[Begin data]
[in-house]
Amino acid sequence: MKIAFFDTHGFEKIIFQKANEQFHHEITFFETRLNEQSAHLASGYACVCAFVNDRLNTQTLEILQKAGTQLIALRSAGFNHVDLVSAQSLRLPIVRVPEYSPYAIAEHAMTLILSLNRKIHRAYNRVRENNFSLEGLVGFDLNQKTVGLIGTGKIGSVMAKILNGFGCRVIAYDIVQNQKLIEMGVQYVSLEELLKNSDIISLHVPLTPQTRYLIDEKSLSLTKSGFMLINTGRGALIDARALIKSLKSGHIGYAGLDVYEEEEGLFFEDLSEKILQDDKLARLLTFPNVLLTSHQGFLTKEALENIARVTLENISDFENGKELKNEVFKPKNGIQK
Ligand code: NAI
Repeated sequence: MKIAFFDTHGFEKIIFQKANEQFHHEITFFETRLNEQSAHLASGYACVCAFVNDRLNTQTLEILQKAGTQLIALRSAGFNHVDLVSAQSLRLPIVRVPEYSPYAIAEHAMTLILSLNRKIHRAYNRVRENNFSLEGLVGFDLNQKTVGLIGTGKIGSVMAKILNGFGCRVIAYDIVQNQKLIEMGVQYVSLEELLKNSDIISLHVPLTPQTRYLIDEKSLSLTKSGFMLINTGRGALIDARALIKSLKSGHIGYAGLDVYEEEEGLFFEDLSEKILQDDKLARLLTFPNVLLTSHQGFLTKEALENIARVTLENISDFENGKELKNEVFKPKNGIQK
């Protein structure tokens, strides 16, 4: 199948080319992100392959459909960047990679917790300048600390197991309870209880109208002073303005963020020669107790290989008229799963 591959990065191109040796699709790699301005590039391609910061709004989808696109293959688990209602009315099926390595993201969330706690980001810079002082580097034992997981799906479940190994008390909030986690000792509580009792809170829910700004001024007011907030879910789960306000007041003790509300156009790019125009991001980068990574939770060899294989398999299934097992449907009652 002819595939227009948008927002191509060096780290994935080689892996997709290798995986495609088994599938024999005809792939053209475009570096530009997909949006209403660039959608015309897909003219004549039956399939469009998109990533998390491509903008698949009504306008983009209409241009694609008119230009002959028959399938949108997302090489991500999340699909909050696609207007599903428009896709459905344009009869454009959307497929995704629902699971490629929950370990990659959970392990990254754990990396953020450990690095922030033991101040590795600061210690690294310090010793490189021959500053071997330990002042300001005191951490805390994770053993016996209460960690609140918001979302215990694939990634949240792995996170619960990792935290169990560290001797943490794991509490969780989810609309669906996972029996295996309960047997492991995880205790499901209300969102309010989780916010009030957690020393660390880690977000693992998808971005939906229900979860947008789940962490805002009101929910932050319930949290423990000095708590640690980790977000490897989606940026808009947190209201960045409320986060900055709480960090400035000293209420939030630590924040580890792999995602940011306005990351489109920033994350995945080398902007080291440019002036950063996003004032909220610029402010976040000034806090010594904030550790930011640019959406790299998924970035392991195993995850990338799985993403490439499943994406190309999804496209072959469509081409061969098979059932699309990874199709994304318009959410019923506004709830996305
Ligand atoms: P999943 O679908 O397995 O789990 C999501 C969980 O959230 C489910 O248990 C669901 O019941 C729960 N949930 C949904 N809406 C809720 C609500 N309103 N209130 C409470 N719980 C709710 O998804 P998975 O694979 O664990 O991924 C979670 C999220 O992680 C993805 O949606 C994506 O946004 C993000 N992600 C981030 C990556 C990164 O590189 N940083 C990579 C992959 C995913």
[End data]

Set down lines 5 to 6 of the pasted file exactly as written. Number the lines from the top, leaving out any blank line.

């Protein structure tokens, strides 16, 4: 199948080319992100392959459909960047990679917790300048600390197991309870209880109208002073303005963020020669107790290989008229799963 591959990065191109040796699709790699301005590039391609910061709004989808696109293959688990209602009315099926390595993201969330706690980001810079002082580097034992997981799906479940190994008390909030986690000792509580009792809170829910700004001024007011907030879910789960306000007041003790509300156009790019125009991001980068990574939770060899294989398999299934097992449907009652 002819595939227009948008927002191509060096780290994935080689892996997709290798995986495609088994599938024999005809792939053209475009570096530009997909949006209403660039959608015309897909003219004549039956399939469009998109990533998390491509903008698949009504306008983009209409241009694609008119230009002959028959399938949108997302090489991500999340699909909050696609207007599903428009896709459905344009009869454009959307497929995704629902699971490629929950370990990659959970392990990254754990990396953020450990690095922030033991101040590795600061210690690294310090010793490189021959500053071997330990002042300001005191951490805390994770053993016996209460960690609140918001979302215990694939990634949240792995996170619960990792935290169990560290001797943490794991509490969780989810609309669906996972029996295996309960047997492991995880205790499901209300969102309010989780916010009030957690020393660390880690977000693992998808971005939906229900979860947008789940962490805002009101929910932050319930949290423990000095708590640690980790977000490897989606940026808009947190209201960045409320986060900055709480960090400035000293209420939030630590924040580890792999995602940011306005990351489109920033994350995945080398902007080291440019002036950063996003004032909220610029402010976040000034806090010594904030550790930011640019959406790299998924970035392991195993995850990338799985993403490439499943994406190309999804496209072959469509081409061969098979059932699309990874199709994304318009959410019923506004709830996305
Ligand atoms: P999943 O679908 O397995 O789990 C999501 C969980 O959230 C489910 O248990 C669901 O019941 C729960 N949930 C949904 N809406 C809720 C609500 N309103 N209130 C409470 N719980 C709710 O998804 P998975 O694979 O664990 O991924 C979670 C999220 O992680 C993805 O949606 C994506 O946004 C993000 N992600 C981030 C990556 C990164 O590189 N940083 C990579 C992959 C995913």